Staff at a zoo in Jersey in the Channel Islands are ecstatic at the birth of a Tamarin Monkey. The Black Lion Tamarin comes from Brazil but there are only 1000 left in the wild because their habitat has been destroyed by loggers.
How sad that the only specimens will be in zoos! Will the logging of jungles ever cease?
Oh sorry, of course they will – when they are all chopped down! And then everyone will be mighty happy.
The picture inserted is of rare pied tamarin monkey twins born in Colchester Zoo in June 2010.
It is thought the population of the pied tamarin in the wild has fallen by half over the last 18 years.
The pied tamarin, which originates from the Manaus region of Brazil, is an endangered species on International Union for Conservation of Nature Red List.
“There’s a European endangered species programme for them, so the studbook keeper looks to match genetically compatible animals together,” said Anthony, the zoological director.
Because of their nervous disposition, pied tamarins are notoriously difficult to breed, according to Anthony.
So this is another case of a species being almost wiped out because of their habitat being destroyed.
However, the childless golden-headed lion tamarin monkey took a shine to the grey youngster two weeks after it was born at London Zoo.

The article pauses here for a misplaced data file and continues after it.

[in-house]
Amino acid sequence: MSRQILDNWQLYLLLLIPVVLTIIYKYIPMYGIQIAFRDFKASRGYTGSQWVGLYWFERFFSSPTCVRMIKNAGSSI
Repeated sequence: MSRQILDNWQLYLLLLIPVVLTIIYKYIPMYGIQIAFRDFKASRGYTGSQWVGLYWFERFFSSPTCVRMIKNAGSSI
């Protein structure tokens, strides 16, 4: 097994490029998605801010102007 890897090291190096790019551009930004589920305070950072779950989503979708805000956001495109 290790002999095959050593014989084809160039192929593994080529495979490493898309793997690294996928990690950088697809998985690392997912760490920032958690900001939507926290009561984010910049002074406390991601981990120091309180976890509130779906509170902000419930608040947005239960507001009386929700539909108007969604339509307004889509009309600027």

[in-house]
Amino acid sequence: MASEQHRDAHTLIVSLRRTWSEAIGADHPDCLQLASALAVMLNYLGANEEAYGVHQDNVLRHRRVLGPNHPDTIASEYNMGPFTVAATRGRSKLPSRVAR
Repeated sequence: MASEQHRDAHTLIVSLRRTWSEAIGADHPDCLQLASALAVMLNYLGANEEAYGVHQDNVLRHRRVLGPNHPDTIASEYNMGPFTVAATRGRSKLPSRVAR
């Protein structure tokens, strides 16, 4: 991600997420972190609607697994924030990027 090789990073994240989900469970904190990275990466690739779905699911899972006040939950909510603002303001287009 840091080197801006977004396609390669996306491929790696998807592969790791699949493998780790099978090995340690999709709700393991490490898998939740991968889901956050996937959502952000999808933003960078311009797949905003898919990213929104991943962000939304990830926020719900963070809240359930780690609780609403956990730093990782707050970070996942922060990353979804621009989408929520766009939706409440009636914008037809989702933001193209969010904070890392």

Senior keeper, Lucy Hawley, said: ‘At first the father of the emperor tamarin baby was a little nervous about Juanita but now they all seem to get along just fine”.
The 56-year-old was surrounded and attacked by a group of macaques as she sat on a towel while on holiday in Thailand. She had a fear of primates after her father brought up a ‘positively evil’ chimpanzee.
So she and a friend joined a tour on Monkey Island, off Phuket.
‘I thought I was heading for safety under this rock in the shade,’ said Mrs Darwell.
‘The next thing I noticed, this monkey walked up next to me and I thought, “Oh dear”.
‘Then, the monkey took my wrist and pounced on my right arm, sinking his teeth in and hung off it. He wouldn’t let go – he was locked on.
‘There was one man, a tourist, and when he saw the monkey bite me, he screamed and ran off. Then another monkey bit my arm… and all of a sudden I was surrounded by monkeys.’
Mrs Darwell, of Peterborough, collapsed and was taken to hospital with puncture wounds and bruising.
She said: ‘I wouldn’t have got off that bloody boat if the tour guide had said at all that there was even the slightest risk.’
Tour leader Yongyut Buasod said: ‘We can’t control the monkeys if they decide to bite someone.’
Read more: http://www.metro.co.uk/news/831554-monkey-phobia-woman-attacked-by-group-of-macaques#ixzz1MmxJEL9Z